Self-harm is the act of deliberately causing harm to your body. Self-harm is most common in adolescence and early adulthood; according to a recent Lancet Psychiatry study most self-harm occurs between the ages of 16 and 24. Self-harm is one of the leading causes of hospitalisation in adolescents in the UK. It is estimated that 13-14% of adolescents have engaged in self-harm (1).
Self-harm in childhood is rare but rates have been increasing. According to the NSPCC, it is the fourth most common worry that children and young people contact ChildLine about.
Self-harm in adulthood is less common, but it can emerge as a coping mechanism at any phase of life and in response to any challenging situation in which people feel trapped and powerless. Self-harming behaviour is not limited to humans; captive animals have also been known to exhibit self-harming behaviour.
Behaviours associated with substance abuse/addiction and eating disorders are not always classified as self-harm, as the damage done to the person’s body is often considered a side-effect, rather than the main intent. However, people who abuse substances or perform behaviours associated with disordered eating with the intention of causing their body harm could be said to be self-harming.
Self-harm was once thought to be more common in girls and women, but rates amongst boys and men have increased in recent years. Men are also more likely to engage in 'indirect self-harm' such as substance abuse, reckless driving, and putting oneself in physical danger (2).
It can be difficult to spot self-harming behaviour, as those who commit self-harm are most often very secretive about their behaviour. Most self-harm is carried out on parts of the body that are easily concealed.
Cuts, bruises, scratches, bite marks on the body can all be signs of self-harm. Common places for self-harm injuries include the chest, arms, wrists, legs and head.
The motivation to self-harm varies between individuals. In most cases, self-harm is the expression of psychological or emotional pain that the individual feels unable to tolerate. In a study of over 30,000 adolescents, the main reasons for self-harm cited desires to escape or find relief from their situation (1). Self-harming can be addictive; it can become a dangerous compulsion.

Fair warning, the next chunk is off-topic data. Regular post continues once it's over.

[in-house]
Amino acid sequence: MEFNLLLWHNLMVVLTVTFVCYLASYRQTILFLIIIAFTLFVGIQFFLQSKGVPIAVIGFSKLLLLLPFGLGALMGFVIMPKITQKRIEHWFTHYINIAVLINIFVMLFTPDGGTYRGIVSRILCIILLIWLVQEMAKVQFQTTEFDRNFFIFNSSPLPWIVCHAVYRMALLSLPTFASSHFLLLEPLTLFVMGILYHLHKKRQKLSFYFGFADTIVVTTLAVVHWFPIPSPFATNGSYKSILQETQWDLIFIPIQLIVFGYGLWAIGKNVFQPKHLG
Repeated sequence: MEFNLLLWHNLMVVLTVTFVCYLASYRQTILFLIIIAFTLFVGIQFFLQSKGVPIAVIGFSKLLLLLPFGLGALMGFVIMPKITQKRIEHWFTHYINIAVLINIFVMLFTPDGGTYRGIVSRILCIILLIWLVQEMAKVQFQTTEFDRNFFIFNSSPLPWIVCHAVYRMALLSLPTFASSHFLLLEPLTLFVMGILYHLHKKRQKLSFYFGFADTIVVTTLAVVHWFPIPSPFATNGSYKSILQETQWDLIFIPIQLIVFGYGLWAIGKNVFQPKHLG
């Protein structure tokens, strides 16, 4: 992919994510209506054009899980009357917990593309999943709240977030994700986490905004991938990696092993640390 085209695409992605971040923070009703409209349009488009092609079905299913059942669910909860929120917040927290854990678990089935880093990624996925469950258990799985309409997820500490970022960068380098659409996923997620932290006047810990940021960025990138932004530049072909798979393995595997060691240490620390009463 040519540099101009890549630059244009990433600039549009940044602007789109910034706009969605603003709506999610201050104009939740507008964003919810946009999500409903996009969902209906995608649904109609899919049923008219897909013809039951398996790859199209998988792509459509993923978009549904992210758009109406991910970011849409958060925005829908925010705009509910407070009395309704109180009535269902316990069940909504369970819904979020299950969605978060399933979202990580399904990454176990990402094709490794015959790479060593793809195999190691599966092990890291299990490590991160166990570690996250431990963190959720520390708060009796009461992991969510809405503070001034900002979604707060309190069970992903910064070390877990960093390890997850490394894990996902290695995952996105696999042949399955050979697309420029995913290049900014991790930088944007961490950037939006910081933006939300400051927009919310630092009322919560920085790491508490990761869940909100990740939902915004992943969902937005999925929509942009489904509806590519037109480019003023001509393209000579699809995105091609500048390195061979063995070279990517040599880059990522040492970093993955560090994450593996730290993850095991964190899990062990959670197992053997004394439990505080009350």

Self-harm is often a symptom of an existing mental health issue, such as personality disorder, depression, anxiety, schizophrenia, eating disorders, addiction, and trauma. However, not all those who self-harm have a diagnosis of a mental health issue. Remember, too, that a person might have no idea why they self-harm, and it may not be easy to pinpoint what is triggering such behaviour. Often the reasons are very complex, whether or not self-harm is a symptom of a diagnosed mental health problem.
People who have autism are also at more risk of performing self-harming behaviours, with an estimated 30 per cent of those with autism engaging in self-harming behaviour at some point, most commonly violent slapping, head-banging and skin picking. This is often referred to as ‘self-injurious behaviour’ rather than self-harm.
People who have experienced trauma, such as physical, emotional or sexual abuse, and those who have suffered a bereavement are also at higher-risk of self-harming. Experience of bullying, difficult family/personal relationships, pressure at work or school and being the victim of prejudice can also prompt people to self-harm.
Self-harming behaviour is not necessarily associated with suicidal ideation. It is important however to note that self-harming behaviour can increase the risk of suicide. Self-harming behaviour is found is 40-60 per cent of suicide cases. It is still inaccurate to describe most people who commit self-harm as suicidal.
There is a common belief that self-harm is an act of attention-seeking however in most cases this is highly inaccurate. The majority of people who self-harm are very self-conscious about their wounds and self-harm can instil deep feelings of guilt and shame and go to lengths to hide their injuries or make excuses for them.